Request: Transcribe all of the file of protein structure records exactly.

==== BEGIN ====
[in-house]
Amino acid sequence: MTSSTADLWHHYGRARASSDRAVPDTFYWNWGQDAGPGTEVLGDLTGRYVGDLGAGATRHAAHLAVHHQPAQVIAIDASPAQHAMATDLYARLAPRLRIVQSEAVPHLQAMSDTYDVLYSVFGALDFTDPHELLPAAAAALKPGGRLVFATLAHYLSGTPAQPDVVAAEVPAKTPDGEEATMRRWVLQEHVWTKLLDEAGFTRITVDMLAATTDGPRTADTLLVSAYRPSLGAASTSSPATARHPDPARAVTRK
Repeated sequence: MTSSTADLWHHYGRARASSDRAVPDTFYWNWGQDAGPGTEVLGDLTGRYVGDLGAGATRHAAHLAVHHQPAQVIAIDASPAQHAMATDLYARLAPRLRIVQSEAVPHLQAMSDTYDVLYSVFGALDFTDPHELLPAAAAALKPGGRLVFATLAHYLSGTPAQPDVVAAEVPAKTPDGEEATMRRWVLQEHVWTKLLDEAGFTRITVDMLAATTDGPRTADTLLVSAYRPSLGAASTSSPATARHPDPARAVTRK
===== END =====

[in-house]
Amino acid sequence: MTSSTADLWHHYGRARASSDRAVPDTFYWNWGQDAGPGTEVLGDLTGRYVGDLGAGATRHAAHLAVHHQPAQVIAIDASPAQHAMATDLYARLAPRLRIVQSEAVPHLQAMSDTYDVLYSVFGALDFTDPHELLPAAAAALKPGGRLVFATLAHYLSGTPAQPDVVAAEVPAKTPDGEEATMRRWVLQEHVWTKLLDEAGFTRITVDMLAATTDGPRTADTLLVSAYRPSLGAASTSSPATARHPDPARAVTRK
Repeated sequence: MTSSTADLWHHYGRARASSDRAVPDTFYWNWGQDAGPGTEVLGDLTGRYVGDLGAGATRHAAHLAVHHQPAQVIAIDASPAQHAMATDLYARLAPRLRIVQSEAVPHLQAMSDTYDVLYSVFGALDFTDPHELLPAAAAALKPGGRLVFATLAHYLSGTPAQPDVVAAEVPAKTPDGEEATMRRWVLQEHVWTKLLDEAGFTRITVDMLAATTDGPRTADTLLVSAYRPSLGAASTSSPATARHPDPARAVTRK